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Tuesday, 18 January 2011

Motivation and Good Health

Another big NHS story to hit the news recently is the idea of the NHS providing incentives to motivate patients to become healthy.

An interesting idea in theory, as there is evidence that incentives do encourage people to continue behaviours - so if your goal is to quit smoking the the NHS rewards you, by whatever means, you are more likely to stick at it. In this example, the short term rewards for quitting is just as great (if not better than!) the long term reward (good health.)

But this idea hasn't come without controversy.

The first barrier is whether incentives are actually effective - or would the NHS just be throwing money away? So far, the results seem mixed - some hits and some misses. Unfortunately there is very little evidence at this point in time to suggest that even the positive evidence will last long term, especially after incentives are removed.

Unsurprisingly, in my mind at least anyway, a large percentage of the public is actually against NHS incentives, which struck me as rather amusing as the percentage of overweight and obese people in the UK is over 50% (or so my quick google for statistics told me.) Read into that what you will - there's no direct link between the two points, I honestly just found that interesting.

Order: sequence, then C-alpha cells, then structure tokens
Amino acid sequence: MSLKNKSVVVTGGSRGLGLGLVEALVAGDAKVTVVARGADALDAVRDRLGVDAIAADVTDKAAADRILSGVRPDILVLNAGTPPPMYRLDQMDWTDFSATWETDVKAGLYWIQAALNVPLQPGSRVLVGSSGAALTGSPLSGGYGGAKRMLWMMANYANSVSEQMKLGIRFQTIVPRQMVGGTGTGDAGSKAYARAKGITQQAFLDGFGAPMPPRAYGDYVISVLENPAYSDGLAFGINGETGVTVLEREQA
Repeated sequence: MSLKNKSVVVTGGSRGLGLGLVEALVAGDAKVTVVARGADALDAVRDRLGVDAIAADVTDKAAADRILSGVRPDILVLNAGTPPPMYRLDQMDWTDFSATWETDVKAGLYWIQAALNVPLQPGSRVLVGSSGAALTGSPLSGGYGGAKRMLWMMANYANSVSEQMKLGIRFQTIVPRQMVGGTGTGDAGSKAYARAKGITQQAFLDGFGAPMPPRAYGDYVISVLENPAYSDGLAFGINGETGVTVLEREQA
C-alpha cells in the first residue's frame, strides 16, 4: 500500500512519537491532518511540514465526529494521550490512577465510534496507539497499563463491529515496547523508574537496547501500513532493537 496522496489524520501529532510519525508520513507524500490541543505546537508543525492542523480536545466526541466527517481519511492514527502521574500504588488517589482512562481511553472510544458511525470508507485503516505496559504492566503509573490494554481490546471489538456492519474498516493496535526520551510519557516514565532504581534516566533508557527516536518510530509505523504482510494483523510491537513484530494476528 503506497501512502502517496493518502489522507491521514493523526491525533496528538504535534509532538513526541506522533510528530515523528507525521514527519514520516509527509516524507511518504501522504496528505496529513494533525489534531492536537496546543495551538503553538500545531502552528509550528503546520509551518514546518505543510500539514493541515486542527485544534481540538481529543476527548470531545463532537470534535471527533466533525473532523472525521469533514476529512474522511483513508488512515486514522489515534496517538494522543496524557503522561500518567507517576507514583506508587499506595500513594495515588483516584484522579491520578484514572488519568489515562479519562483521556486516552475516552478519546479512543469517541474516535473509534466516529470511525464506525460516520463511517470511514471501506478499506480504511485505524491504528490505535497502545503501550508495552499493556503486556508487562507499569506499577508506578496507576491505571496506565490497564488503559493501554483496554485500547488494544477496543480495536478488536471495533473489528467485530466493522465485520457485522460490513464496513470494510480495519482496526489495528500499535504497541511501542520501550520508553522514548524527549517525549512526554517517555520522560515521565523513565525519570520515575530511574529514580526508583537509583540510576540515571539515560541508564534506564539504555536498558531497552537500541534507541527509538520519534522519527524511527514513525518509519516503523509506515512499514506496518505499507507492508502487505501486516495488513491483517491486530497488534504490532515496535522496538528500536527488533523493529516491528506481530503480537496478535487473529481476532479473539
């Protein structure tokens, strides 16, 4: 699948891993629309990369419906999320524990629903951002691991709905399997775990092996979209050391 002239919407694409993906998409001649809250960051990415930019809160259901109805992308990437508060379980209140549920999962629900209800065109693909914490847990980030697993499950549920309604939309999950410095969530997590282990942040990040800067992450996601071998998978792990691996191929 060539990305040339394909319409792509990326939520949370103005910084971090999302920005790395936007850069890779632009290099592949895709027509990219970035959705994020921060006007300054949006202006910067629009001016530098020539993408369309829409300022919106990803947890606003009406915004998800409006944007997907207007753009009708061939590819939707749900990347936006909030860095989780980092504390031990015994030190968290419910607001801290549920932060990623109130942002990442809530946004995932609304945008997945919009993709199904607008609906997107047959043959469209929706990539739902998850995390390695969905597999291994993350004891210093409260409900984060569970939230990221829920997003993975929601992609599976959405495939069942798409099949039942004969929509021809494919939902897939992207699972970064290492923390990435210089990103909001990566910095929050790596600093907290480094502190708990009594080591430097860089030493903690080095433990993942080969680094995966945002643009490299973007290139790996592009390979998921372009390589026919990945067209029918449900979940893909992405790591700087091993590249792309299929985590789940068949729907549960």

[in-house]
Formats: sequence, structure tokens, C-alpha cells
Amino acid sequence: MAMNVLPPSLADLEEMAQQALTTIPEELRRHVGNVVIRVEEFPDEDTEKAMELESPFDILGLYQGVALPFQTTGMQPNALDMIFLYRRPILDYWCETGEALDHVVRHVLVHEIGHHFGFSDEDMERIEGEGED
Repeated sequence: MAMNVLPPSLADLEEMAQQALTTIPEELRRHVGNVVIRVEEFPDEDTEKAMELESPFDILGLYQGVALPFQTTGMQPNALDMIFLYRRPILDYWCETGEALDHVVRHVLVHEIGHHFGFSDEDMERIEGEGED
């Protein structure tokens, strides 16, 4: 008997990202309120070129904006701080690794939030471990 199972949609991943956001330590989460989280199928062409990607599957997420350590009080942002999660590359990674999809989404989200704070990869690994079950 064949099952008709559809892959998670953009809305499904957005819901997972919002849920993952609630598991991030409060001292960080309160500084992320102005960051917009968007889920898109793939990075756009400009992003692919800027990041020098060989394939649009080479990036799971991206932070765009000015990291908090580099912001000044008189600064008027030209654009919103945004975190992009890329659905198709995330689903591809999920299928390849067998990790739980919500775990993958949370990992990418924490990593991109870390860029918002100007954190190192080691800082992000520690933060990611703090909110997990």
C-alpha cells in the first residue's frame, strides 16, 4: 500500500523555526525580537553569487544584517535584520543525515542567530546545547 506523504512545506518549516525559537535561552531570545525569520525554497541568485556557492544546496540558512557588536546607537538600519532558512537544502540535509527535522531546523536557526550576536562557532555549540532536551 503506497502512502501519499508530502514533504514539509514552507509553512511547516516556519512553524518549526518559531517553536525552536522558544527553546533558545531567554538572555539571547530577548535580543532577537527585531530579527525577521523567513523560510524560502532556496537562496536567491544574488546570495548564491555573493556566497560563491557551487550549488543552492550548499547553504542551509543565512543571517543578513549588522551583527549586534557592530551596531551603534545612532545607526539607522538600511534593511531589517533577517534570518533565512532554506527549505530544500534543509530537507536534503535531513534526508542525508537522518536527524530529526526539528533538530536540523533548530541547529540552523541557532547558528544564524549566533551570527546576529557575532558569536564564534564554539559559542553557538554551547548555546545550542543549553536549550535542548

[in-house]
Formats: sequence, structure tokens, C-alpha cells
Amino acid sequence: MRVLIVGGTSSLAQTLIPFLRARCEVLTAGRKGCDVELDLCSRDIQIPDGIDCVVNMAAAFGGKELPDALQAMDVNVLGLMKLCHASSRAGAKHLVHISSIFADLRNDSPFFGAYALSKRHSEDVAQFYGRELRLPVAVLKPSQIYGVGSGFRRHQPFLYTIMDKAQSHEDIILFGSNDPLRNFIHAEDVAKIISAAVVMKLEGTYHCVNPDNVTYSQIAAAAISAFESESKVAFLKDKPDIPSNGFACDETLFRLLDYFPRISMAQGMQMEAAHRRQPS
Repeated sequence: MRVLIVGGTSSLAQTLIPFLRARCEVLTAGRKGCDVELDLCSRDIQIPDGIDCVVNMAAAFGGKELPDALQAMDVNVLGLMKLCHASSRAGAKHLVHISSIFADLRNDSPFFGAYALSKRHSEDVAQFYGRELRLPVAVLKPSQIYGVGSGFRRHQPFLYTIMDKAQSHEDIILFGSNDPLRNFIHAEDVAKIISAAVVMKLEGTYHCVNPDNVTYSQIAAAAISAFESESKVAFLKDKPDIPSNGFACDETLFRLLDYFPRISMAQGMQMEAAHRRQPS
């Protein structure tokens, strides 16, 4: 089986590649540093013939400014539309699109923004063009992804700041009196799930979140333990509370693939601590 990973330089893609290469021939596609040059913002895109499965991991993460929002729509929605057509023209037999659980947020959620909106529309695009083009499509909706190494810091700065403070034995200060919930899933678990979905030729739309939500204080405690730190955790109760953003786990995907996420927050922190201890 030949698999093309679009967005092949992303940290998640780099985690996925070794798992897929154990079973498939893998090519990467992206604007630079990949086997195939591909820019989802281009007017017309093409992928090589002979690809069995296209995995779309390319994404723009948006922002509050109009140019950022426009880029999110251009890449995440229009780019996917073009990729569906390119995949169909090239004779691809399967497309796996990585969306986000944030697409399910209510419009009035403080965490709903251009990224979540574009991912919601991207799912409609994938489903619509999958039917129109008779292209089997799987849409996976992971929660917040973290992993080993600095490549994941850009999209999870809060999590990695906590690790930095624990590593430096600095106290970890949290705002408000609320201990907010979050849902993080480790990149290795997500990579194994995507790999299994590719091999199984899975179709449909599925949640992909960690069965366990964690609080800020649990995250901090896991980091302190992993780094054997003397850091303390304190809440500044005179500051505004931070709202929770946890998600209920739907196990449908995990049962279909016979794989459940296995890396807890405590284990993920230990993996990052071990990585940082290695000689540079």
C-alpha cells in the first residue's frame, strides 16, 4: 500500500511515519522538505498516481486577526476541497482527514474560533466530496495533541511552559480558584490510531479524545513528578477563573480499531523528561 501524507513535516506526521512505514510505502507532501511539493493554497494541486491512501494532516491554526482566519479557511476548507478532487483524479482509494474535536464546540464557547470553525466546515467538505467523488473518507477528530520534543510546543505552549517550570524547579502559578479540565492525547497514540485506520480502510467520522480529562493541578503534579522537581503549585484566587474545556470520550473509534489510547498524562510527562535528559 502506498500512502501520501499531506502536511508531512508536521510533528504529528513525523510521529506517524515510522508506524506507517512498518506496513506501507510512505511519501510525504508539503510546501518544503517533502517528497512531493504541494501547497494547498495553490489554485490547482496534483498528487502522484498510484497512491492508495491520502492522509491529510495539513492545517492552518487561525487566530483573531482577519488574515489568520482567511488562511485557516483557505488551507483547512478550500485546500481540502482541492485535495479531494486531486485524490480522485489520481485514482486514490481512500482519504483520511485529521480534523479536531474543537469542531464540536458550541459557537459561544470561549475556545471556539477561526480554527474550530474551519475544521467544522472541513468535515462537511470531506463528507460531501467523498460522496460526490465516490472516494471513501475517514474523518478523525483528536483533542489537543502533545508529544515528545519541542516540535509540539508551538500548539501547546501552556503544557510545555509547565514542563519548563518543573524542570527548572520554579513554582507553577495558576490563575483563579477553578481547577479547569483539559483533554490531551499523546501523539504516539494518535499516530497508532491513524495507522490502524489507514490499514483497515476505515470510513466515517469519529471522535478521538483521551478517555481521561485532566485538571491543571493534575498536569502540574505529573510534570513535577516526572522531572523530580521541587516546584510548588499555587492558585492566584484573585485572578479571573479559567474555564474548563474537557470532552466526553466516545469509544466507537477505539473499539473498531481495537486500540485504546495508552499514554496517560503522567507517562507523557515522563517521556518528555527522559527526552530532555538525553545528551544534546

.. But people just don't feel incentives are fair.

And perhaps this is what it comes down to - fairness. It's not fair that people ruin their own health then are paid by the taxpayer to improve their health. The public seems to have no problem with surgery, e.g. for heart or lung problems, after the event - we don't seem to want people dead! - but it's not viewed as fair to help people before the absolutely need it.

I don't know which way to think - it's just an interesting point of note.

The thinkers at the NHS may have been along the right lines - motivation, it can be argued, is the number one reason people change their behaviour. I mean, why would you change your behaviour if you weren't motivated to do so - right? So their heart was in the right place.

But perhaps their are other motivations that can be used in the stead of taxpayers money? Smokers, for example, save a huge amount of money by simply not buying cigarettes! If smoker 'Frank' enjoys playing sports, what's going to motivate him more than being able to breath properly when he's running around the pitch?!

Motivation may be the key to helping people improve their on health - but maybe financial incentives are not the way to about it?

Looking to help motivate people yourself? - For more information on Motivation, have a look on our website and check out our course "Motivational Interviewing and Beyond."

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